In a report entitled “Changing behaviour: Childhood Nutrition” the author calls on the government to force manufacturers to lower the fat, sugar and salt content in products and/or more clearly label high fat, sugary, salty foods.
Education was also high on the agenda with proposals to introduce parenting programmes that focus on the role of food, nutrition, malnutrition, obesity and the promotion of healthy eating, exercise and a positive relationship with food.
“It is time to face the challenge of legislation for food production and provision, and to fund interventions for schools and parents,” said author of the report, Jane Ogden, professor of health psychology at University of Surrey.
“Legislation and structural changes involving working with the food industry and government intervention; parenting programmes to encourage a healthier home environment and school-based interventions to change children’s beliefs about food and their food preferences directly.”
Fat and salt not the focus
Professor Ogden’s assertions that behaviour changes can only be achieved via legislation and pricing suggest a lack of confidence in the self-regulatory stance preferred by the food industry.
Whilst a sugar tax has been introduced in countries like France, Hungary and Norway no such levy exists for controlling levels of fat and salt in foods.
The onus is on food manufacturers to gradually reformulate popular products, finding a balance between taste and cost, without incurring the wrath of the consumer.
But the pressure on industry is increasing. In June, The European Council of Health Ministers urged Member States to submit national plans by the end of this year to improve food composition.
Meanwhile, the UK government set salt targets for 2017 lowering the current average of around 8g per day to 6g for adults.
All this action would have a significant effect on childhood nutrition, the report said as it set out recommendations for the food industry that also include changing food labelling and banning fizzy sugary drinks and snacks from school vending machines.
Supermarkets were also urged to change food displays (i.e. location of sweets, fizzy drinks) and food pricing initiatives, which encourage overeating (i.e. meal deals).
“Such interventions would reduce mindless eating outside the home and ensure that more mindful food choices were made concerning what foods to bring into the home environment,” said Professor Ogden.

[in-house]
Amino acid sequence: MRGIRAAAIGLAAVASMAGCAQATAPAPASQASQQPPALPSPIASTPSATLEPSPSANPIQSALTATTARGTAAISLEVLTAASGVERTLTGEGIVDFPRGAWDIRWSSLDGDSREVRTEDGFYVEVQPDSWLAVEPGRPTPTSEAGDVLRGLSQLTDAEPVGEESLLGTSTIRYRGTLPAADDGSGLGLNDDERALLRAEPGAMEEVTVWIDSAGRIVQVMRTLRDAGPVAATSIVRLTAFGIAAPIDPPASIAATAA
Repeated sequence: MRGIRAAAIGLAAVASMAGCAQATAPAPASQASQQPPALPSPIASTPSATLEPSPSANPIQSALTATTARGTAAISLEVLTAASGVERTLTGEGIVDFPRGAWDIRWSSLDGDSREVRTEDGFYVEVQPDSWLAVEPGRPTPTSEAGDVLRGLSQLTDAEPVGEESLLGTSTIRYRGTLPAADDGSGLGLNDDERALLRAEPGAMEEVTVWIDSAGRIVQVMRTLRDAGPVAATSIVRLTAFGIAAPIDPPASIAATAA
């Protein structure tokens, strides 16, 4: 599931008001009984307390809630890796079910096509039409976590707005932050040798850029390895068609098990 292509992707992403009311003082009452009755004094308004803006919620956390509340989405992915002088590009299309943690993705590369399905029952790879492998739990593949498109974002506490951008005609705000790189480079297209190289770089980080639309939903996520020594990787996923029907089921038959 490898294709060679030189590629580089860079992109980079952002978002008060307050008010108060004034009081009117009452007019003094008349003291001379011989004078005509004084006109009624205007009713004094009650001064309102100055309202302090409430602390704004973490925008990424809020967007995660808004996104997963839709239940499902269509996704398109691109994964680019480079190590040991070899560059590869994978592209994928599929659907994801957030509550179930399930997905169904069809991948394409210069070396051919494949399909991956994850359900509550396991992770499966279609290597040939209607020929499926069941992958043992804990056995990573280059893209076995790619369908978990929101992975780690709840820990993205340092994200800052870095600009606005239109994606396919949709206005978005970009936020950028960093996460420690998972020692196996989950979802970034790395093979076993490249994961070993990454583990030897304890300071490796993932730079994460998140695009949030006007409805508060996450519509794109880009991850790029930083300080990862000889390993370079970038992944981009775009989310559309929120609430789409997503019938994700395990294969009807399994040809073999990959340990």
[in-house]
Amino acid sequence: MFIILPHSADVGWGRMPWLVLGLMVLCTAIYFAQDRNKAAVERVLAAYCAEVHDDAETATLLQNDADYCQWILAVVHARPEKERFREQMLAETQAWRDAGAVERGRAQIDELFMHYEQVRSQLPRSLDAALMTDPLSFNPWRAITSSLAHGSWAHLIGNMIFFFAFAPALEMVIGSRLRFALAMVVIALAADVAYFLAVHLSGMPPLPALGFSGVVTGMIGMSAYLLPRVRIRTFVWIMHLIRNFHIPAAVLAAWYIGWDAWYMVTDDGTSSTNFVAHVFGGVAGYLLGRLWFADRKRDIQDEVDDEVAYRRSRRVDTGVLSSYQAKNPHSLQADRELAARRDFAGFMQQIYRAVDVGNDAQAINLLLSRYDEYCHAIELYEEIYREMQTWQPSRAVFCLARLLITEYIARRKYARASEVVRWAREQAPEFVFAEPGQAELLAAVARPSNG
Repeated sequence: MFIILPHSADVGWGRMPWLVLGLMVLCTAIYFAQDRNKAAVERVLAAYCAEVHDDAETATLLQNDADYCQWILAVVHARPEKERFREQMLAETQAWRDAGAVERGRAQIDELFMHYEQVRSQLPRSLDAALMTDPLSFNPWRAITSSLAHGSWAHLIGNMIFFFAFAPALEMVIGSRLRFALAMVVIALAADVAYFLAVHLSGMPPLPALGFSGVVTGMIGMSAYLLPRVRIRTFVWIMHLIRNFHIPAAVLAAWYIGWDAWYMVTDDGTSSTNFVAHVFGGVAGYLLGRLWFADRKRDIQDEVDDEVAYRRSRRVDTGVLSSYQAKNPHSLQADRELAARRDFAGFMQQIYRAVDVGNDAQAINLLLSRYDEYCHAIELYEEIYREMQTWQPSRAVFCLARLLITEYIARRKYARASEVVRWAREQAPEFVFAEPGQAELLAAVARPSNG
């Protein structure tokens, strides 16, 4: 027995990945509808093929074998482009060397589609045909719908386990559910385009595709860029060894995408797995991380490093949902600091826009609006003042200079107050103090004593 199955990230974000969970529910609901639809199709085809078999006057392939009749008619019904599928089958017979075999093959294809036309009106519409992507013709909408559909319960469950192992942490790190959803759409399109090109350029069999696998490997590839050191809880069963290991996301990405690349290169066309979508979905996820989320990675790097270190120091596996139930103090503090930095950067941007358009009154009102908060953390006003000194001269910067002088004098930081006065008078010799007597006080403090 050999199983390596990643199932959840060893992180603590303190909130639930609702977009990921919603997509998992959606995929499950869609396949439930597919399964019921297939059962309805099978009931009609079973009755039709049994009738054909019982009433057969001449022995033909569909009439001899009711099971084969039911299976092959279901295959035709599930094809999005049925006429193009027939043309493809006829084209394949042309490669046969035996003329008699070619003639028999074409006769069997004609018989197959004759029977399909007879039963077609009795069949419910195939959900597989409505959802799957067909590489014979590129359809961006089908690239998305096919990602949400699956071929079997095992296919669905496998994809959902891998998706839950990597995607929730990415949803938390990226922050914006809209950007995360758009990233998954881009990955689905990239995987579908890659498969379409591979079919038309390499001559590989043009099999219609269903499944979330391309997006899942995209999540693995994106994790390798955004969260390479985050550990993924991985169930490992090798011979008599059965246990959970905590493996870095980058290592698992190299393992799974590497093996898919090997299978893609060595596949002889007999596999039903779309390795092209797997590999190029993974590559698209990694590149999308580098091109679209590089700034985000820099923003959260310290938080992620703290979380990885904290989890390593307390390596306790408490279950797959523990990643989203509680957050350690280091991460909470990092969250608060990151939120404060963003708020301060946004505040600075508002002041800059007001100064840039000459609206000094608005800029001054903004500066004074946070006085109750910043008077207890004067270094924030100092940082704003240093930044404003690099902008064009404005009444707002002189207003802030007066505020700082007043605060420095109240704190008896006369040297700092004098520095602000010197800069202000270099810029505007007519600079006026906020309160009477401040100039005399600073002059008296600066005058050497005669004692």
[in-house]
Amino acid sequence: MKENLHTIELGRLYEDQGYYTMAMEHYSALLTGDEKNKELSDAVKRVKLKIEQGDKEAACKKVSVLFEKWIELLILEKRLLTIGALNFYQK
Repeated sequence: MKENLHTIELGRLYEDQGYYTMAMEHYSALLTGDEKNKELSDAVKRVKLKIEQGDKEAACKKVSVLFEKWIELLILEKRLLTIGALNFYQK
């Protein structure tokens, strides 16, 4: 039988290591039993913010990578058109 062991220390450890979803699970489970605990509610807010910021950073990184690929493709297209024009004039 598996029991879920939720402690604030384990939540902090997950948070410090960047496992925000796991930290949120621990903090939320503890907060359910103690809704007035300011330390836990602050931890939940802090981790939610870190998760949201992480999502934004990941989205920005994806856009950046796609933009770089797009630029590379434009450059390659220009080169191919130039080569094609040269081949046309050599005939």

“To date the UK government has recommended that the food industry behave more responsibly but is yet to enforce this through legislation.”
Food marketing and advertising
The report also called for a limit on food advertising—currently a voluntary exercise for the food industry—which the report identified as an example of the “obesogenic environment” children were now living in.
The Obesity Health Alliance (OHA) recently called on the UK government to close existing loopholes to restrict children’s exposure to junk food marketing across all media, including on TV prior to the 9pm watershed.
Current regulations overseen by The Committee of Advertising Practice (CAP), a self-regulatory body, ban child-targeted adverts for food and drinks high in fat, salt and sugar (HFSS) shown on non-broadcast media, social media, print, posters and cinema.
The regulations are relevant to all media where children make up a quarter of the audience. Advertisers are also restricted in their use of characters or celebrities if the content is marketed at children under the age of 12 years old.
The industry might argue that it has taken steps to address this issue. The EU Pledge—an initiative that promotes responsible food marketing to children—recently welcomed Arla to its ranks.
The pledge, which already boasts Nestlé, Unilever, Mondelez, Mars and Coca-Cola among its members, recently extended its scope towards radio, cinema, DVD/CD-ROM, direct marketing, product placement, interactive games, apps, mobile and SMS marketing.